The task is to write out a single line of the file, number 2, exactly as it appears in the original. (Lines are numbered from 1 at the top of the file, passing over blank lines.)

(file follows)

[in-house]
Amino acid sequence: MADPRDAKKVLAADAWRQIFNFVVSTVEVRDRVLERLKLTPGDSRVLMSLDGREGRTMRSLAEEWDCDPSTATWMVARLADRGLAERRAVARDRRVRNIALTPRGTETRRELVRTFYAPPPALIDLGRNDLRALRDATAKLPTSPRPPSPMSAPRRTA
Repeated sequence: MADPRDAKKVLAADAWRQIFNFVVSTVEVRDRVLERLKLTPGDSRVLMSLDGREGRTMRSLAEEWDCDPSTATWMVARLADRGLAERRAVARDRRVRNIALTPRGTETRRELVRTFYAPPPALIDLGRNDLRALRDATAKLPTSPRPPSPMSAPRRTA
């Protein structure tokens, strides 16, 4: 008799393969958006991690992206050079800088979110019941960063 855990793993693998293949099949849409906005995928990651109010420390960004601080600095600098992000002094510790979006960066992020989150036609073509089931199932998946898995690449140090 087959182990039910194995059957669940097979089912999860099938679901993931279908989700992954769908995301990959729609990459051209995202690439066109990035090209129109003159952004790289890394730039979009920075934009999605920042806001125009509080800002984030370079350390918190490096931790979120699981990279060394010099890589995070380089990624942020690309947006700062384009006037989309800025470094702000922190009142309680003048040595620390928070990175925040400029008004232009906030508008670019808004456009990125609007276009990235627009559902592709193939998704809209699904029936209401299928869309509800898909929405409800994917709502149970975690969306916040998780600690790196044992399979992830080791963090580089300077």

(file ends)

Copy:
Amino acid sequence: MADPRDAKKVLAADAWRQIFNFVVSTVEVRDRVLERLKLTPGDSRVLMSLDGREGRTMRSLAEEWDCDPSTATWMVARLADRGLAERRAVARDRRVRNIALTPRGTETRRELVRTFYAPPPALIDLGRNDLRALRDATAKLPTSPRPPSPMSAPRRTA